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This cyclone season may be quieter for NZ, but not Queensland

Another busy cyclone season is on the way for Queensland say Australian forecasters at the Bureau of Meteorology (BOM) – but New Zealand may be spared this year says our own NIWA.

In BOM’s recent Tropical Cyclone Season Outlook meteorologists predict above average cyclone activity this summer around Australia – in particular Queensland, which was devastated by La Nina floods and monster cyclone Yasi earlier this year.

While this prediction doesn’t include New Zealand it does cover to 160 East – which is basically the half way mark across the Tasman Sea.  BOM don’t make predictions further east of that line.

But NIWA says conditions around New Zealand may not be so favourable for cyclones this summer, predicting below average numbers but increased activity in the late season near North Queensland and French Polynesia.

NIWA, along with government forecaster MetService, have issued a tropical cyclone outlook on behalf of collaborating organisations from the southwest Pacific and the US.

These organisations across the Pacific are predicting below average tropical cyclone occurrence for the 2011 – 12 season.  “On average, nine named tropical cyclones occur in the southwest Pacific (between 135°E and 120°W) each season (November – April). The forecast indicates that 5 – 8 named cyclones are expected for the November 2011 – April 2012 season. Activity is expected to be below normal to the west of the Dateline, except near North Queensland where near normal or slightly above activity may occur. During the second half of the season, higher than normal activity is also likely to the east of the Dateline near the Society Islands and Austral Islands” said a NIWA press release issued yesterday.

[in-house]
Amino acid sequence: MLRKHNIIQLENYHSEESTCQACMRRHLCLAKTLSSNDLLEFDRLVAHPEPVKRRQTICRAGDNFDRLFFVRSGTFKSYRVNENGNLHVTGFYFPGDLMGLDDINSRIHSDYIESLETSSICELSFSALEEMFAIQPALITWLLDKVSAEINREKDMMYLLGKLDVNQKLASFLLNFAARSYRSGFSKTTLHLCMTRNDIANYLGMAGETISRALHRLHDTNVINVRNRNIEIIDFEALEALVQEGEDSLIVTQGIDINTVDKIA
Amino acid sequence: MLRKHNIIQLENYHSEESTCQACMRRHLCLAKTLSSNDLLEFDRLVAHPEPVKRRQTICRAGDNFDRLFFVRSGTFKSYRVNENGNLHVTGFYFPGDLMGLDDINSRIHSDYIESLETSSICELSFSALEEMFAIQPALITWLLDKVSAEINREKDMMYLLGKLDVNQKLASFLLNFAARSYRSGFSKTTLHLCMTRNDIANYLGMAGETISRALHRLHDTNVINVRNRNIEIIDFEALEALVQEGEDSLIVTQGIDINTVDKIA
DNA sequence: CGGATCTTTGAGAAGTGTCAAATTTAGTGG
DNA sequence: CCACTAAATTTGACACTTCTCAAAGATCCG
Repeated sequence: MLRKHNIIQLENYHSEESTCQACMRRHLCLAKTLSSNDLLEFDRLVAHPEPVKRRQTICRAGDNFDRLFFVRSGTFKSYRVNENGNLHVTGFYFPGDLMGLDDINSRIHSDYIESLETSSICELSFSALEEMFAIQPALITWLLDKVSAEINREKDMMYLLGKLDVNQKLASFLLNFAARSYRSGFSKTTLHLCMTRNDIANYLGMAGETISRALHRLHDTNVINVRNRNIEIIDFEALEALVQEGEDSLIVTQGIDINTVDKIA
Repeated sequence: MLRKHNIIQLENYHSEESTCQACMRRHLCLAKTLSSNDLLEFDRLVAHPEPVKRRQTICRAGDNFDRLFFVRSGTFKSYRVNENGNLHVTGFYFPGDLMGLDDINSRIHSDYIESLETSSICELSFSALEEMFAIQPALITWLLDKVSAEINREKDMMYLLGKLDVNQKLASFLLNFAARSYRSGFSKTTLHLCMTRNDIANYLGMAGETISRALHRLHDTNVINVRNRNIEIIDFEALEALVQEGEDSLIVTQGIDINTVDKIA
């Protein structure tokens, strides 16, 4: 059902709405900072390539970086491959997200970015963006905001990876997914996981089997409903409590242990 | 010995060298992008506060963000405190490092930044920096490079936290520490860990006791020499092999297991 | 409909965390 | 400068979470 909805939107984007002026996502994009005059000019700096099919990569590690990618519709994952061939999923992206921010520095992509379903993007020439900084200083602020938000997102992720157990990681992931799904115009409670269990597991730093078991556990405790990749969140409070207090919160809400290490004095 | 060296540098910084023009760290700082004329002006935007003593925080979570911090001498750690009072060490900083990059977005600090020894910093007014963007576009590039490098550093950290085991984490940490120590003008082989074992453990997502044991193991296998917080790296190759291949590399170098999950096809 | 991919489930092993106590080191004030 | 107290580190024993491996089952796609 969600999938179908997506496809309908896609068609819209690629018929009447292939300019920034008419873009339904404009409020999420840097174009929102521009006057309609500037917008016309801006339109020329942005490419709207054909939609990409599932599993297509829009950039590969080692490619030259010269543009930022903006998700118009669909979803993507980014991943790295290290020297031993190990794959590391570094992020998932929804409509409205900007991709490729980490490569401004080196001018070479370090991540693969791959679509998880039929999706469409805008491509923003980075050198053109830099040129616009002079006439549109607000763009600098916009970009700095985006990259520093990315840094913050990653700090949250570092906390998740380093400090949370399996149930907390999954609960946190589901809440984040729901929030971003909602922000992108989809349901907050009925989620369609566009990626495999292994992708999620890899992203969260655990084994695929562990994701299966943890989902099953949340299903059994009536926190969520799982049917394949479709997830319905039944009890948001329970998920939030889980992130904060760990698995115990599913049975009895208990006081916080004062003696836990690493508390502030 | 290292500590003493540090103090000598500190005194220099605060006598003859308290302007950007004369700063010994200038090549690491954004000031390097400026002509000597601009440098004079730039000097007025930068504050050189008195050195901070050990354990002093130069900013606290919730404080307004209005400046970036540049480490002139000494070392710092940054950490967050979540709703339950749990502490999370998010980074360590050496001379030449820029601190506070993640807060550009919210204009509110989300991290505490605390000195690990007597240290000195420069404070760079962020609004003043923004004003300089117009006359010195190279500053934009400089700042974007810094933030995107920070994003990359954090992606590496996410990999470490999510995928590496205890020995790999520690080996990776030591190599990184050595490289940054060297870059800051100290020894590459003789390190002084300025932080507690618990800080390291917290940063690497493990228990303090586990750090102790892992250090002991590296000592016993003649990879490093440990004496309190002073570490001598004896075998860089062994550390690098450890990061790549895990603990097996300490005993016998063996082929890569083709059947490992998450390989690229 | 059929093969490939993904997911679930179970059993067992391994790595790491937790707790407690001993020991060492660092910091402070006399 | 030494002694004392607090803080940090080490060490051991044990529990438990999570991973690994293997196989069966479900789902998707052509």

The release went on to say that most countries west of the International Date Line, including New Zealand (from ex–tropical cyclones), are likely to experience close to normal or lower than normal activity because of the style of La Niña that is currently developing says that BOM’s prediction of more cyclones than average affecting eastern Australia this coming season doesn’t indicate a higher risk for New Zealand either.  “Our tropical storms usually start north east or north of New Zealand and while many cross over the Coral Sea, like Yasi, or form there, they don’t automatically come our way later on.  If they do, it appears cooler sea temperatures this summer should see them weakening” says head weather analyst Philip Duncan.

But Mr Duncan points out a reduced risk doesn’t mean we won’t get one.  “We can have a below average season and still be hit by a devastating tropical cyclone in the north.  Residents, especially in the top half of the North Island, should always be prepared for a summer cyclone – and now is a good time to ensure you have a well stocked survival pack”.

Cyclone Wilma earlier this year cost northern New Zealand at least $25 million in damage with slips and flooding isolating numerous communities.  The storm was fast moving which limited increased damage.

La Nina, which brings cooler sea waters to the equatorial Pacific, brings much warmer sea surface conditions to eastern Australia.  Those warmer seas produce more storms.

Our cyclone season starts in November and ends in April.

– with NIWA, BOM


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